I'm a fan of the Roco z21 wifi system, which can run from any smartphone or tablet. But these are getting a little harder to find, so if someone was thinking of "wifi, tablet-controlled" dcc, I'd suggest the Digikeijs DR5000. It's actually a little cheaper and has the wifi router built-right-into it. It also works with the free z21 app. But be aware that you need a PC running Windows to set up the DR5000. I've heard it can also be done on a Mac (which I have), but haven't tried it.
 

·
Registered
Joined
·
9,897 Posts
Converting to DCC opens up a lot more questions to consider. If I wanted to install DCC in my older locomotives, where might be a good place for me to start looking at basic, inexpensive decoders?
Any decent online retailer will have a good selection. I shop at Modeltrainstuff.com and Trainworld.com, for the most part. Tony's Train Exchange and Litchfield Station are also good places to shop for DCC.As long as you don't want sound, they're all pretty inexpensive. Anything by Digitrax, NCE, or TCS will be fine. Use Bachmann and MRC decoders with care. I think MRC's DCC systems are top notch, but their decoders are hit or miss. Don't worry, though, you can use any make of decoder with any brand of system.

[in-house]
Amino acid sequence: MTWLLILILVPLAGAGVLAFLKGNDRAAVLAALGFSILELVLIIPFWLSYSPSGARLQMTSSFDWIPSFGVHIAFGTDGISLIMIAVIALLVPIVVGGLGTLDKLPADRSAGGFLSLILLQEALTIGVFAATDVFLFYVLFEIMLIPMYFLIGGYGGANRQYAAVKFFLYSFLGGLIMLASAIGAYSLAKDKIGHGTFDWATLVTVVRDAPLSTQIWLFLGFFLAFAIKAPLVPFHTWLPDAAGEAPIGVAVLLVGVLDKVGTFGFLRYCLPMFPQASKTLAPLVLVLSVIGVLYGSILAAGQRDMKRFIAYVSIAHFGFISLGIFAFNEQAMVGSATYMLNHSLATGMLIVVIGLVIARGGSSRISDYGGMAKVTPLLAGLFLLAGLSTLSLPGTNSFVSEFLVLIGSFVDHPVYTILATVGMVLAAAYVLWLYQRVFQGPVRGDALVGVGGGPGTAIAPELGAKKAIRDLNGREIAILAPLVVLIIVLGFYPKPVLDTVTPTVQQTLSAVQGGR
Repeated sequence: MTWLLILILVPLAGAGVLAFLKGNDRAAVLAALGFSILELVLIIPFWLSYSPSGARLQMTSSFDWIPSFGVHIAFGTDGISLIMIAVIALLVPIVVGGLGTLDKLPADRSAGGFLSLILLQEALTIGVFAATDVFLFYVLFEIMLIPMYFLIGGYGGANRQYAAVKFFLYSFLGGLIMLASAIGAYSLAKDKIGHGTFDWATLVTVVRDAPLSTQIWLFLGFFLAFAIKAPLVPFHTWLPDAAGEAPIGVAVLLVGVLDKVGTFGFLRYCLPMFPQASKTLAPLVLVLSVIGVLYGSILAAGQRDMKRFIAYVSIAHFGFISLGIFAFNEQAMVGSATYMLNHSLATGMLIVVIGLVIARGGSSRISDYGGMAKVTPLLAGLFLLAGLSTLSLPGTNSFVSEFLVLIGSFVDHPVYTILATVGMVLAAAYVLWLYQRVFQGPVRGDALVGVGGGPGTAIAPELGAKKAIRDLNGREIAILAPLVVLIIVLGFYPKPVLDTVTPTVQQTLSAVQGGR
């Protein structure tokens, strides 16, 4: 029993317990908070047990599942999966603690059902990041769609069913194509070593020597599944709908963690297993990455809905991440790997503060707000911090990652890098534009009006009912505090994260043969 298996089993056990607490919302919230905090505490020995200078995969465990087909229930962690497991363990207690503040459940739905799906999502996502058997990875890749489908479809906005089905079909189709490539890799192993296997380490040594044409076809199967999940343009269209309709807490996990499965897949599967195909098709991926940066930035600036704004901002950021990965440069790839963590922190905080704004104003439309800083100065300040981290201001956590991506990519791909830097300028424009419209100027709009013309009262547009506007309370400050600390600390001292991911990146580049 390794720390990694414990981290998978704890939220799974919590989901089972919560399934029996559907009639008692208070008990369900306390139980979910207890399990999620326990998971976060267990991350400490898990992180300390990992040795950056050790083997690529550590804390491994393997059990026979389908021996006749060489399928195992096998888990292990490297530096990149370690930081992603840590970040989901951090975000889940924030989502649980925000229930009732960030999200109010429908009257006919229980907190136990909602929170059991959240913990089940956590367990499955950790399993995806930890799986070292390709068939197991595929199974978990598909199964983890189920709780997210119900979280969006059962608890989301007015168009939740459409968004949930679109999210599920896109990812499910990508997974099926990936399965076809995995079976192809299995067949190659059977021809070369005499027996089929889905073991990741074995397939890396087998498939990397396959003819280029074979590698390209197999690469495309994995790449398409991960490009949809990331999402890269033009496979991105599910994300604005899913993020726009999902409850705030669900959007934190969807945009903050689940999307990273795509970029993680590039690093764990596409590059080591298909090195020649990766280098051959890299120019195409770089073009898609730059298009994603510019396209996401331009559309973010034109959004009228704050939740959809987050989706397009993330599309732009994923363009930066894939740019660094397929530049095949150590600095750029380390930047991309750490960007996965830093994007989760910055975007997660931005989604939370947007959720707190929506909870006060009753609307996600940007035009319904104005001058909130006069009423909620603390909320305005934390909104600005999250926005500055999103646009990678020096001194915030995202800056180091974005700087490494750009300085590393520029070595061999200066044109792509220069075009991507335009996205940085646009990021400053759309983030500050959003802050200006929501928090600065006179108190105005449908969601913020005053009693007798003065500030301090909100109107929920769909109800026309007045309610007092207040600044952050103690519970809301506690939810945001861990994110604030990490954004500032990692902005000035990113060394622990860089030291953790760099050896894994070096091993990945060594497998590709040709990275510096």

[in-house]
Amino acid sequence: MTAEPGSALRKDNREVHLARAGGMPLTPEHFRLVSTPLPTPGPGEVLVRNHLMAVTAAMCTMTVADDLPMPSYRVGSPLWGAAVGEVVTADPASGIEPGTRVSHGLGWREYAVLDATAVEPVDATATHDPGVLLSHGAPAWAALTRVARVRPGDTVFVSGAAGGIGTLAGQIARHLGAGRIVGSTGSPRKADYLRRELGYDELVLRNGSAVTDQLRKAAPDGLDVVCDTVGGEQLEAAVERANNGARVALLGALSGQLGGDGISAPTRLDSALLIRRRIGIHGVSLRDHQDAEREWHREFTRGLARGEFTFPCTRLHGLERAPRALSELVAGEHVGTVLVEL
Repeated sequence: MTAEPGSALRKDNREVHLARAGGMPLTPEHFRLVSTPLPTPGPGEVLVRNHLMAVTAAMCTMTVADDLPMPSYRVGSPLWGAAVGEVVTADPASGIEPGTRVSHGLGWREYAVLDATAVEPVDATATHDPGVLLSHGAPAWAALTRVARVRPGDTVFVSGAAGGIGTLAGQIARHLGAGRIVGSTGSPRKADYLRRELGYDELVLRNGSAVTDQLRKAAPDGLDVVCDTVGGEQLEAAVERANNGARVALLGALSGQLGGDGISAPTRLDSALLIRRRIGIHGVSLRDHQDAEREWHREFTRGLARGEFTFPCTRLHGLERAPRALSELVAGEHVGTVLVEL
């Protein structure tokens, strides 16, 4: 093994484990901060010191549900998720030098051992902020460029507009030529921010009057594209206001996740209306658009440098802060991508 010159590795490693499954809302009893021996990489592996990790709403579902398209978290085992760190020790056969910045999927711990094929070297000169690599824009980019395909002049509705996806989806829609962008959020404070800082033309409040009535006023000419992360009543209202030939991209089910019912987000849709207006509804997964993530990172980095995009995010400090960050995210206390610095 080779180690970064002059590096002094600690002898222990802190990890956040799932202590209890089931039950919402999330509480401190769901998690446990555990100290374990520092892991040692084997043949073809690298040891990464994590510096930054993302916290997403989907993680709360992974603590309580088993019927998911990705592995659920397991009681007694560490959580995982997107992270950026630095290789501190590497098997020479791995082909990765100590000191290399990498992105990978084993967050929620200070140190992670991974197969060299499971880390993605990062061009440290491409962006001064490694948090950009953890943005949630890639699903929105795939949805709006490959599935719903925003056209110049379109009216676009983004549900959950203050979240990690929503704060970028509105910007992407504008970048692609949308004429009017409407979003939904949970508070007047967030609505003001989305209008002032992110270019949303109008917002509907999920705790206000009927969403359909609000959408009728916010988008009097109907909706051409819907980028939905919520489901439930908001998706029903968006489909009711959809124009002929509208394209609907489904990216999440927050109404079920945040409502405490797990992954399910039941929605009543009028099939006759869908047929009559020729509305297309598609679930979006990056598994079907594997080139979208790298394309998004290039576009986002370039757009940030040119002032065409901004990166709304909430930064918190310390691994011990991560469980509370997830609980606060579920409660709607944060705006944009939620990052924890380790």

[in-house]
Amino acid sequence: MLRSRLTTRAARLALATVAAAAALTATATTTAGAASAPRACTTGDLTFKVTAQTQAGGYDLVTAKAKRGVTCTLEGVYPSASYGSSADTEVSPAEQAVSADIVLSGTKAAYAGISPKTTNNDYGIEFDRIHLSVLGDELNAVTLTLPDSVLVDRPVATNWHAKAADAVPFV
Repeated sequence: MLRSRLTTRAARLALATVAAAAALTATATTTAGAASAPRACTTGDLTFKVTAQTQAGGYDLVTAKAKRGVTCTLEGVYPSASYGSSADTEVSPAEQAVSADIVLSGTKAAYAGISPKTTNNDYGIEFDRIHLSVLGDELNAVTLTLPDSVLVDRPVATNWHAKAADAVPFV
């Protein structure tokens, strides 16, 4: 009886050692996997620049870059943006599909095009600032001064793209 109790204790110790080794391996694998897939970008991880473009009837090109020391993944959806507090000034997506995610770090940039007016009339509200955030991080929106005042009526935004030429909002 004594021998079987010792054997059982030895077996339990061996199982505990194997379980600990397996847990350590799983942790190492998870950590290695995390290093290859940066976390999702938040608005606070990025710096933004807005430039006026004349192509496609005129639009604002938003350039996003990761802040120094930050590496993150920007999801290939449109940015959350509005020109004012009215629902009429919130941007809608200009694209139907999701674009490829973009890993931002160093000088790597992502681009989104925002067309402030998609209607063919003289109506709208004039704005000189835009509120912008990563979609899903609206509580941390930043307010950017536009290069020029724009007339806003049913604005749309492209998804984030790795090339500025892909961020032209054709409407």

·
Registered
Joined
·
8,619 Posts
When you say you want to run "several" trains on the same track, do you main complete trains (locomotive(s), cars, and caboose), or two or three locomotives pulling one complete train?
 

·
Registered
Joined
·
56 Posts
Discussion Starter #13
I'd like to be able to run two trains on a mainline loop, one of them with two locomotives.
 

·
Registered
Joined
·
8,695 Posts
65steam

You are saying you want to run 2 trains, one of them with 2 'running' locomotives.
Easy to do with DCC. The 2 locos in a train is said to be a 'consist'. Your DCC
controller manual will have instructions on how to 'tell' the two consisted locos they should
operate as one, a matter of pushing a button or to to set up. Speed match of the
two consisted locos can be of importance, however. This too can be set up with DCC.
Meanwhile, the 2nd train with one loco would still have it's
independent control.

Don
 

·
Registered
Joined
·
56 Posts
Discussion Starter #15
Between the simplified wiring and the improved control, I think that I will move to DCC. The price of a basic command system is comparable to that of several DC controllers, and the money saved on electrical switches could be applied to DCC decoders. I've been looking at how to retrofit my locomotives to DCC and getting quite excited. Thanks for this helpful conversation.
 

·
Registered
Joined
·
4,211 Posts